Present-Day Sedative-Hypnotics

While Quaaludes are no longer available, there are modern-day sedative-hypnotics with similar effects. The risks are lower, and these drugs aren’t as powerful as methaqualone, but there’s still an abuse and addiction potential, as well as health-related side effects that can occur.

  • Sedative-hypnotics slow down brain activity, and they’re depressants as a result. Benzodiazepines are a particular type of sedative-hypnotic.
  • Barbiturates were an older class of drugs that could be similarly categorized.
  • Benzodiazepine abuse is prevalent, and drugs in this category include Xanax and Valium. 
  • Benzodiazepines are among the most frequently prescribed medicines in the U.S.
  • Legitimate conditions calling for a prescription of these drugs include the treatment of anxiety, insomnia, and alcohol withdrawal. They may also help with seizure control, muscle relaxation, or to help calm someone down before a procedure or surgery.
  • Around 15 benzodiazepines have current approval in the U.S.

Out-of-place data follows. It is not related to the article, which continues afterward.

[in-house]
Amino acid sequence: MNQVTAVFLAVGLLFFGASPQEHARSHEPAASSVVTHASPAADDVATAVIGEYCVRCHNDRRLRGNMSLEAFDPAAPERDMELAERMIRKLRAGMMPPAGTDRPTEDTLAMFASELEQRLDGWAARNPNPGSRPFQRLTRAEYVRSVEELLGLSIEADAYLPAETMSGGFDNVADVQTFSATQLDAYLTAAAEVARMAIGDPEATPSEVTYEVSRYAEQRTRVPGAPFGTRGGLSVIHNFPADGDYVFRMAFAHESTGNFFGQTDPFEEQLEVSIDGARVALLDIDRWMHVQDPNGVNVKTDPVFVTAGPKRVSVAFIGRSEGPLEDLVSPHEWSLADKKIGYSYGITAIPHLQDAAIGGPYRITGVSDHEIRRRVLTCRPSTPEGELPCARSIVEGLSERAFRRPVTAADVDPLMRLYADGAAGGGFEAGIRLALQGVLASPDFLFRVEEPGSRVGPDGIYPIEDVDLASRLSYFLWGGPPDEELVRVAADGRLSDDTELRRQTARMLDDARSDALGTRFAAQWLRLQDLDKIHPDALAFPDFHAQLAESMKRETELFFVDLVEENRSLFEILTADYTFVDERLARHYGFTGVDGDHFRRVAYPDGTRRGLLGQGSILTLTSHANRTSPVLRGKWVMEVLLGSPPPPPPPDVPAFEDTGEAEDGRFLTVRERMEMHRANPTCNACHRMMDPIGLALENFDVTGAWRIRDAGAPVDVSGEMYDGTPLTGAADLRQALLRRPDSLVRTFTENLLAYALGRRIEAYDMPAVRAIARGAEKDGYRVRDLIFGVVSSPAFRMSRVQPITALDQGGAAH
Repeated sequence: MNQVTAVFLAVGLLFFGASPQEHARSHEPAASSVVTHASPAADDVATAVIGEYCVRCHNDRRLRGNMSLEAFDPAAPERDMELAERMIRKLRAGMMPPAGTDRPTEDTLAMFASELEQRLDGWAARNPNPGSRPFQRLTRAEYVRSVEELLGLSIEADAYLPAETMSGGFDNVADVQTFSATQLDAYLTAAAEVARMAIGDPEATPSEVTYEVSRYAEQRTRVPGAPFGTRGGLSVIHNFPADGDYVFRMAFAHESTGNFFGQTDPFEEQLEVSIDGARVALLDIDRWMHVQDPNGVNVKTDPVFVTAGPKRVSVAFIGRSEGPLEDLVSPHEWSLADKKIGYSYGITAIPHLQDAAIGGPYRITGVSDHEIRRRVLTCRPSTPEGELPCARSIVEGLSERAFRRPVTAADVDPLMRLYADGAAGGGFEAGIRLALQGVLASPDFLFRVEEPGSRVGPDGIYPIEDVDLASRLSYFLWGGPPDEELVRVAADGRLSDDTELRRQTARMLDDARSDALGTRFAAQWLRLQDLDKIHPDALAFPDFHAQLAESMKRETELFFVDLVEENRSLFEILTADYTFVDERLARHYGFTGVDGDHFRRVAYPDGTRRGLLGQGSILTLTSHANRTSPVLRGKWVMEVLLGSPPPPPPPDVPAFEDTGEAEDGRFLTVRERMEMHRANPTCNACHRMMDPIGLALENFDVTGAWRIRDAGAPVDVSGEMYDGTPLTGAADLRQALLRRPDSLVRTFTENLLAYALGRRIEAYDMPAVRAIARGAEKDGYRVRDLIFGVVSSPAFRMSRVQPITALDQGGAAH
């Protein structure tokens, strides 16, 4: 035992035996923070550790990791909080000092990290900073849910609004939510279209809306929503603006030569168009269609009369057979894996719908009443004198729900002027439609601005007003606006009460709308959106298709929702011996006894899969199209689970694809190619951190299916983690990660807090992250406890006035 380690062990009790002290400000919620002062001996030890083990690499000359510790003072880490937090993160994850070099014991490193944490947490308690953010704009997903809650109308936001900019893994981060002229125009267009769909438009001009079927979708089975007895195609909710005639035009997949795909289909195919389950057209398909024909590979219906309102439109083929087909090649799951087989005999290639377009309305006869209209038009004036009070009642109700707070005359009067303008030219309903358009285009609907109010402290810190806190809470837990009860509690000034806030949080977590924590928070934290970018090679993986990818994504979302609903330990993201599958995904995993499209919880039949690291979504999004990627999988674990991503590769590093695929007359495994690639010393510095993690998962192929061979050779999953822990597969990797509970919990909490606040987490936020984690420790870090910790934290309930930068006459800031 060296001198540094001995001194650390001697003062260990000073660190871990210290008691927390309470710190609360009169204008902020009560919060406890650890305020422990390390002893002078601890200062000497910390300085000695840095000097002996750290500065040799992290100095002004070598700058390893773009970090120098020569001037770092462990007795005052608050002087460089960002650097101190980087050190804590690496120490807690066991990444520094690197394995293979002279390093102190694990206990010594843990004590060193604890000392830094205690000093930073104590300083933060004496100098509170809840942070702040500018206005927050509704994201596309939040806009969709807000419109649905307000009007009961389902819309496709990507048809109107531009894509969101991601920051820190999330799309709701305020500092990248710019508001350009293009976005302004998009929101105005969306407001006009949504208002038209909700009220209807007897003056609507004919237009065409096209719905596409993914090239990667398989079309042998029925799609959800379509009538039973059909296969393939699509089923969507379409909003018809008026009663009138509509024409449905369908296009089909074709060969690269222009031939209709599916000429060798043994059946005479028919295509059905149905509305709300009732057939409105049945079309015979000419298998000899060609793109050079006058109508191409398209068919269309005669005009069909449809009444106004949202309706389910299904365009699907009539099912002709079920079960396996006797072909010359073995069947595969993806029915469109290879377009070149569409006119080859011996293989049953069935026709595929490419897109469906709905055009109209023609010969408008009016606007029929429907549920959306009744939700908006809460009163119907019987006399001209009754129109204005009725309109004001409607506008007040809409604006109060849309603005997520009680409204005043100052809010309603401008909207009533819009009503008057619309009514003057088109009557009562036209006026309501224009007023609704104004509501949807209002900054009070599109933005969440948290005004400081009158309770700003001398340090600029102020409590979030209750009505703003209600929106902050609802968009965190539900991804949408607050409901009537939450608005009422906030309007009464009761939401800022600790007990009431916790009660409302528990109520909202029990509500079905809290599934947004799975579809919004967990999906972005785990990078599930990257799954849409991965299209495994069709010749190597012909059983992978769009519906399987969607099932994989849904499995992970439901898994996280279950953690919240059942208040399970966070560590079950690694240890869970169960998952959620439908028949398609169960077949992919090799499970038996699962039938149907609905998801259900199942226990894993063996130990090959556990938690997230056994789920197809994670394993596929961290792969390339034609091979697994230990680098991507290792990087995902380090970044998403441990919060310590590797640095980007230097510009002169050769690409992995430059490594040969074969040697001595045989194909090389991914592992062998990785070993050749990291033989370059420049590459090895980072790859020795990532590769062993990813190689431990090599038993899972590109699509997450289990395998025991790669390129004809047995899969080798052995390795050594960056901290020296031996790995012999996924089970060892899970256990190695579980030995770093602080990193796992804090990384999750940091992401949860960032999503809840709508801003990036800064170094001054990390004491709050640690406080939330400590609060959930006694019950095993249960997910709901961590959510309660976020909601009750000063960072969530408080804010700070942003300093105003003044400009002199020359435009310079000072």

• These drugs fall into categories, which are ultra-short acting, short-acting and long-acting.
  • Due to how available they are, benzos are a common drug of abuse.

It’s relatively rare for someone to overdose from benzodiazepines alone, but it is possible. What’s more common is that someone overdoses because of a combination of benzodiazepines and another substance, like alcohol or opioid pain relievers.

  • Symptoms of benzo abuse include confusion, drowsiness, weakness, blurred vision, and a lack of coordination.
  • There’s the potential for benzos to lead to both psychological and physical dependence.
  • If someone uses them for a long time and has a physical dependence, trying to stop cold turkey can be dangerous. Stopping benzos cold turkey can even lead to seizures.

Benzos work like Quaaludes in that they enhance how effective GABA is, a neurotransmitter. When the effects of GABA increase, the results are calming messages sent to the body. If you feel anxious, your brain experiences overstimulation. When you take benzos, your brain sends messages to counteract that high stimulation level, reducing anxiety symptoms.

If you’re struggling with substance abuse of any kind, help is available. Contact the team at Opus Health by calling 855-953-1345 to learn more about our treatment programs and how you can make a positive change.